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Publication chemical/x-pdb Urban environment - SOER 2010 thematic assessment
The global population is congregating in our cities. Eighty per cent of the world’s estimated nine billion people in 2050 are expected to live in urban areas. Our cities and urban areas face many challenges from social to health to environmental. The impacts of cities and urban areas are felt in other regions which supply cities with food, water and energy and absorb pollution and waste. However, the proximity of people, businesses and services associated with the very word ‘city’ means that there are also huge opportunities. Indeed, well designed, well managed urban settings offer a key opportunity for sustainable living.
Located in The European environment — state and outlook 2015 Thematic assessments
SOER Message (Deprecated) Air pollution — key message 5
As European emissions decrease, there is increasing recognition of the importance of inter-continental transport of air pollutants and its contribution to poor air quality in Europe. This contribution is particularly large for ozone, persistent organic pollutants, and mercury, and for particulate matter during air pollution episodes. Further international cooperation to mitigate inter-continental flows of air pollution will help nations meet their own goals and objectives for protecting public health and environmental quality.
Located in The European environment — state and outlook 2015 Air pollution — SOER 2010 thematic assessment Key messages
SOER Message (Deprecated) Urban environment — key message 1
For the three-quarters of Europe's population that lives in cities and towns, a good urban environment is a precondition for a good quality of life. This quality of life depends inter alia on clean air and water, efficient transport, low noise levels and green spaces.
Located in The European environment — state and outlook 2015 Urban environment - SOER 2010 thematic assessment Key messages
SOER Message (Deprecated) Urban environment — key message 4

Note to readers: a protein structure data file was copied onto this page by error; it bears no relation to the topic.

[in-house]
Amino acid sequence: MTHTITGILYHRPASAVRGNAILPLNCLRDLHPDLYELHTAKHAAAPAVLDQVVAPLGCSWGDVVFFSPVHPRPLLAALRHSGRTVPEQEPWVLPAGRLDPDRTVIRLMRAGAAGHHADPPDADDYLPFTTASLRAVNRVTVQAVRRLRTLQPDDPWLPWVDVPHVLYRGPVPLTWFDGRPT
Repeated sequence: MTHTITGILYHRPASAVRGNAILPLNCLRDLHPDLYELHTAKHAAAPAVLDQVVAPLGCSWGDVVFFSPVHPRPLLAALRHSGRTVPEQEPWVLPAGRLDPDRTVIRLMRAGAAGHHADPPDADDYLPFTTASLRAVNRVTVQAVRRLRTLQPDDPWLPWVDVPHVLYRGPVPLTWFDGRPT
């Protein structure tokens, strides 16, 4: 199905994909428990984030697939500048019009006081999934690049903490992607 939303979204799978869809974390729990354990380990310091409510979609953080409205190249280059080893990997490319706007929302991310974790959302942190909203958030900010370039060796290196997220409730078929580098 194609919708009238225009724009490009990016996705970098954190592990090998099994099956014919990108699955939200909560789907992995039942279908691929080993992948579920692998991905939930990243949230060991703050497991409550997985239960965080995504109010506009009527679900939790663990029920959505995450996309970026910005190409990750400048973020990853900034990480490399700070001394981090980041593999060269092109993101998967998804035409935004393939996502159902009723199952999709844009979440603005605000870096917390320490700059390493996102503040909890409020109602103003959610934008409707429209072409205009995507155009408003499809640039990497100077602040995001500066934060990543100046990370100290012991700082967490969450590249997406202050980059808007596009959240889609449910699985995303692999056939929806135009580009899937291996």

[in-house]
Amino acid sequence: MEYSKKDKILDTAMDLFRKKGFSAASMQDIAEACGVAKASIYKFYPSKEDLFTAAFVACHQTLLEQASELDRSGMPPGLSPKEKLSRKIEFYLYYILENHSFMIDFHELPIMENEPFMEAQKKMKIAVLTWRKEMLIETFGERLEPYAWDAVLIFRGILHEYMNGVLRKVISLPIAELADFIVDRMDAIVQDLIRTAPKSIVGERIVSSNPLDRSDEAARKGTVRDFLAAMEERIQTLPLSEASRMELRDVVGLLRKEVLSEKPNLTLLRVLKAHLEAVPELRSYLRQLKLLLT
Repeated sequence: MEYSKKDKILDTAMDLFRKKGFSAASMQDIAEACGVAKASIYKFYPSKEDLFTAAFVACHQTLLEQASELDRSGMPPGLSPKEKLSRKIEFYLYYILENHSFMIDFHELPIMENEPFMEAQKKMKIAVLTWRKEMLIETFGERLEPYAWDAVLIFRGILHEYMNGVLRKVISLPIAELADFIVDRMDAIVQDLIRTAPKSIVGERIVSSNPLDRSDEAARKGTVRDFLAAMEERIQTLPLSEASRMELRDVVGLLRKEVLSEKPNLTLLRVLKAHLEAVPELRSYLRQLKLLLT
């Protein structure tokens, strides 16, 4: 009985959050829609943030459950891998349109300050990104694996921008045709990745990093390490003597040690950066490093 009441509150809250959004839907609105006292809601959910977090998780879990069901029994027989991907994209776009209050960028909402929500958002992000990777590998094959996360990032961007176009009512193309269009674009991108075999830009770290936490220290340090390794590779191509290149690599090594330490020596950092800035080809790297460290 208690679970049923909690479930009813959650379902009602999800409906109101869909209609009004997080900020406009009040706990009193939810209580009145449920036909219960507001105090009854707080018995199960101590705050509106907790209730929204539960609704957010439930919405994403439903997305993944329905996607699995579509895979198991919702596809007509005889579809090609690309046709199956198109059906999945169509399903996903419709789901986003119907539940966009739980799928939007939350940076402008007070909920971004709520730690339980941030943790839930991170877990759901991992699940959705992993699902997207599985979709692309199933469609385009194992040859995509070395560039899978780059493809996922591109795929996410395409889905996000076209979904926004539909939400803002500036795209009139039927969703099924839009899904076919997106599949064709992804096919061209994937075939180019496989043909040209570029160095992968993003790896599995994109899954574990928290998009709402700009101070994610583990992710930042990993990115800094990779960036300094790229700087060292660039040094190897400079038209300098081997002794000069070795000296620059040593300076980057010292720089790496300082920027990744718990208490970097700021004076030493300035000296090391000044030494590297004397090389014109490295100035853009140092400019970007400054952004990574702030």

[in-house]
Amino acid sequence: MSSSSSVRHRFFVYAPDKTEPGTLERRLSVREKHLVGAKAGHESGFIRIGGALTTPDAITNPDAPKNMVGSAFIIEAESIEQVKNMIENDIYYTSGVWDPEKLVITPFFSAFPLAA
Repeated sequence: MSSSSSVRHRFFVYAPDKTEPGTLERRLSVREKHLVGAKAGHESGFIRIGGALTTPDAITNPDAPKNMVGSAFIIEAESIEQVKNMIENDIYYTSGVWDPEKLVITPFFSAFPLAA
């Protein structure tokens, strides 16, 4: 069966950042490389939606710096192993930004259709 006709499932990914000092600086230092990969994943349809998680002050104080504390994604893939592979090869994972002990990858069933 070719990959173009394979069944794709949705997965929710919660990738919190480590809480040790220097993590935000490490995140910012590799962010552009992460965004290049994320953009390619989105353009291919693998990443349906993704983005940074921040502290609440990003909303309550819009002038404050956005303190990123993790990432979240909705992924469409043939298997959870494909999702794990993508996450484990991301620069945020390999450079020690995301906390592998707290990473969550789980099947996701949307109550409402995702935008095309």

Despite some improvements, European cities and their inhabitants will still face a number of important challenges in the future. They are highly vulnerable to many impacts of climate change such as heat waves, water scarcity, flooding, and related health problems, and will still need to cope with high transport loads, air quality problems, noise and loss of green areas.
Located in The European environment — state and outlook 2015 Urban environment - SOER 2010 thematic assessment Key messages
Daviz Visualization Octet Stream Emission trends of ammonia
This chart shows past emission trends of ammonia in the EEA-33 and EU-28 group of countries. In addition - for the EU-28 - the 2010 and 2020 emission ceilings and paths are shown.
Located in Data and maps Data visualisation
Figure Attainment situation for C6H6, reference years 2010, 2005, 2001
The graphs are based on the annual mean concentration values; they present the range of concentrations at all station types (in μg/m3) officially reported by the EU Member States and how the concentrations relate to the limit value set by EU legislation (marked by the red line). The diagram indicates the lowest and highest observations, the means and the lower and upper quartiles. The lower quartile splits the lowest 25 % of the data and the upper quartile splits the highest 25 % of the data.
Located in Data and maps Maps and graphs
Daviz Visualization D source code Change in ammonia emissions compared with the 2010 NECD and Gothenburg protocol targets
Located in Data and maps Data visualisation
Publication Air pollution by ozone across Europe during summer 2011
Overview of exceedances of EC ozone threshold values for April–September 2011
Located in Publications
Figure NOx annual average, 2004
Annual average rural concentration map of NOx for vegetation, 2004
Located in Data and maps Maps and graphs
Figure Ammonia (NH3) distance-to-target for EEA member countries
The distance-to-target indicator shows how current emissions compare to a linear emission reduction 'target-path' between 1990 emission levels and the 2010 emission ceiling for each country. Negative percentage values indicate the current emissions in a country are below the linear target path; positive values show that current emission lie above a linear target path to 2010.
Located in Data and maps Maps and graphs
European Environment Agency (EEA)
Kongens Nytorv 6
1050 Copenhagen K
Denmark
Phone: +45 3336 7100